Three years ago, I started a personal project related to my favorite GNU/Linux, Slackware, this distribution was created in 1993 by Patrick Volkerding. Originally based on SLS Linux, Slackware is the oldest GNU/Linux distribution still in maintenance. The main philosophy is based on principles such as KISS (Keep it simple stupid) or keep it simple and stable, referring to a design point of view, instead of being easy to use. Your init scripts are init of BSD, this allows that in a transparent and simple way be create or changed, unlike System V. The package system is also minimalist, it has dependency managers such as slackpkg, slapt-get, Some of these tools determine the dependencies by analyzing the installed packages, determining what libraries are needed, and then discovering which packages are available. This automatic process, very similar to the Debian APT and generally produces satisfactory results.
Slackware is a distribution that does not focus on having the latest versions of the programs, but its focus is to have a stable system. The new packages are tested and are not delivered until they are stable (this does not imply that it is the latest available version of the program), for example, the Linux 2.6 kernel was not included until 2007, having been released version 2.6.0 in the year 2003. But when some package has an update for bugs or security improvements, these are incorporated into the Slackware packages and advertised through from a mailing list of those updates and in the change log that is found on the website. Slackware includes inside the / extra directory of the installation CD the Slackpkg program that helps keep the system updated.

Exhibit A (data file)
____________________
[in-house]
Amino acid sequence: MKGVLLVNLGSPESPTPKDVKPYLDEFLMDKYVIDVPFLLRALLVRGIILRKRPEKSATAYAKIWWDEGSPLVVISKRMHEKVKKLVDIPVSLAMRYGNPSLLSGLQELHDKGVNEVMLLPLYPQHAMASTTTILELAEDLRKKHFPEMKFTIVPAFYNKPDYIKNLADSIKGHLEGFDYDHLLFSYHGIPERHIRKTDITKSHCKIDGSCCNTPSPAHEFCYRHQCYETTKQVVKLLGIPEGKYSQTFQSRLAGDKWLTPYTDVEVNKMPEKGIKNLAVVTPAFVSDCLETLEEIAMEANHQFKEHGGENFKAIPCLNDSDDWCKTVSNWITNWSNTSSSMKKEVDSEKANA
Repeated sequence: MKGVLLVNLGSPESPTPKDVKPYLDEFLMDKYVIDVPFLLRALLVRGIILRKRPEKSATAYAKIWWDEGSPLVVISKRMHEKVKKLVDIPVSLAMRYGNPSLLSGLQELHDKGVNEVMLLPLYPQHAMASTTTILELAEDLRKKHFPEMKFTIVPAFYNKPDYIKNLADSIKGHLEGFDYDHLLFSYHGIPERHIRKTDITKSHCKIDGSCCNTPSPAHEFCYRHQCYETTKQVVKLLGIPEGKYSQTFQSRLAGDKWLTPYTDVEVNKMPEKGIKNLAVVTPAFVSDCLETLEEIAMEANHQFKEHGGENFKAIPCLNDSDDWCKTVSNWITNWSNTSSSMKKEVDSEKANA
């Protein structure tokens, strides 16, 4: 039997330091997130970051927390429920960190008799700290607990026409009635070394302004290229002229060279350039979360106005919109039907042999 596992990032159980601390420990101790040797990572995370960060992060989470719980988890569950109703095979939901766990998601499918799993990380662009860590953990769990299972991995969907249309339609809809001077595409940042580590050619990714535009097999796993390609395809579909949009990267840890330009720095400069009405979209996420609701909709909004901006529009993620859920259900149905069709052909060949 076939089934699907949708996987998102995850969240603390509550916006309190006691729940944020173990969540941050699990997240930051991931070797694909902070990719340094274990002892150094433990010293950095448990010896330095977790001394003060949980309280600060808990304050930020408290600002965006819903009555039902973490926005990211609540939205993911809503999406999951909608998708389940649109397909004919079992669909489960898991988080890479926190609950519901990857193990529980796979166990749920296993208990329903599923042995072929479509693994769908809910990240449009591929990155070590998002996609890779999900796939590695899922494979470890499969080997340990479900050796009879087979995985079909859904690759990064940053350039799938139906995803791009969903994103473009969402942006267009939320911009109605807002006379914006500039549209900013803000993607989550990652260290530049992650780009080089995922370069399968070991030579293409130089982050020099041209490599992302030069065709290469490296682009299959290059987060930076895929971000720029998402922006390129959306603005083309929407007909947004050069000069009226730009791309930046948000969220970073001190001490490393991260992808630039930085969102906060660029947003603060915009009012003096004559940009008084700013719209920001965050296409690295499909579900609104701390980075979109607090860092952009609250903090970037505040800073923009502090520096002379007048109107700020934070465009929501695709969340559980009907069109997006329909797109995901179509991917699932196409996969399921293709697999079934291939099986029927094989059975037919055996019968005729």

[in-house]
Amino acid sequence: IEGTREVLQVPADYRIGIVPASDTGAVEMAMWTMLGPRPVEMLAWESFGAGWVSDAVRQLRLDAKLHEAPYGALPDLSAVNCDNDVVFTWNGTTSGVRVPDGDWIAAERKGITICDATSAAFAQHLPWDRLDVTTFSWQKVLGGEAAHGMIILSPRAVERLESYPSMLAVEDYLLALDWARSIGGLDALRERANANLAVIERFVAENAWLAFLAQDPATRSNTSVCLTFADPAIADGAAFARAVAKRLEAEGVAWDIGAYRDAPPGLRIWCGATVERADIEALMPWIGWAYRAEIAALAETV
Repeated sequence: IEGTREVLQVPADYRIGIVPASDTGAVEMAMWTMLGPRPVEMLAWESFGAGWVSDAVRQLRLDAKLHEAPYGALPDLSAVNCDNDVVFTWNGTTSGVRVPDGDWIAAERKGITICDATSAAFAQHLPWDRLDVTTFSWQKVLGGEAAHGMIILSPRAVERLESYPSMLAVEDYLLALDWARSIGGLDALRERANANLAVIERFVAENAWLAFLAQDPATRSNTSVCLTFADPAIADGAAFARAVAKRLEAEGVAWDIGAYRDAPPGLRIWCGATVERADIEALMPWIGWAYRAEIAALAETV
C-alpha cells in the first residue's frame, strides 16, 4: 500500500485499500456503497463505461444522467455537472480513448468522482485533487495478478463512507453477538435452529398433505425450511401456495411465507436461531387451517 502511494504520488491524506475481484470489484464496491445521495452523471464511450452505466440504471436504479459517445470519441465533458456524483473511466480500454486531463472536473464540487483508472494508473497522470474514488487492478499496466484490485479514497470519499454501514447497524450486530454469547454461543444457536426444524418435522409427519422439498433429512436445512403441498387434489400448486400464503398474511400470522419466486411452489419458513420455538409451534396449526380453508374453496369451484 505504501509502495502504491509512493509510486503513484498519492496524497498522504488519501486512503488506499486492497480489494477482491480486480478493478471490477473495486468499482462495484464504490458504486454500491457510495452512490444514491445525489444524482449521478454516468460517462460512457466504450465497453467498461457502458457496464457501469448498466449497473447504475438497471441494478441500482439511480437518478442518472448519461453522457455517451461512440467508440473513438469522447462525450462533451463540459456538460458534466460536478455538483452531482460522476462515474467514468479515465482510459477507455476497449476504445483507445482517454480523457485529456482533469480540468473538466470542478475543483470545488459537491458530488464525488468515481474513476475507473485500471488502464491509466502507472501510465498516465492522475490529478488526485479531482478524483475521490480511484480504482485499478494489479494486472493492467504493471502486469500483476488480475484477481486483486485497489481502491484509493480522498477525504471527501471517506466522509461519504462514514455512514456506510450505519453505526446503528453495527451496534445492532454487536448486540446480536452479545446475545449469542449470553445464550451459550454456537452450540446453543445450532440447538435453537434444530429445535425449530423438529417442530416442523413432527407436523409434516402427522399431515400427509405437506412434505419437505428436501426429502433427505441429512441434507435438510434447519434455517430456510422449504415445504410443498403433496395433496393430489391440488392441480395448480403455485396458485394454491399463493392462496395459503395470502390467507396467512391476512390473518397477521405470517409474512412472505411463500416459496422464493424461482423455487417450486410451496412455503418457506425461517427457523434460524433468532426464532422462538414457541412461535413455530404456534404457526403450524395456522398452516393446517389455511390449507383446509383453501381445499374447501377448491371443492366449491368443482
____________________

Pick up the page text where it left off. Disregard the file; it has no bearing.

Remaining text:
To keep up-to-date with new security updates, I created a bot called Slackawaresa. This bot read from changes list(changelog) and posts the messages in the SlackwareSecAdv twitter account. Please, feel free to follow the SlackwareSecAdv on twitter to get the latest security updates advisors.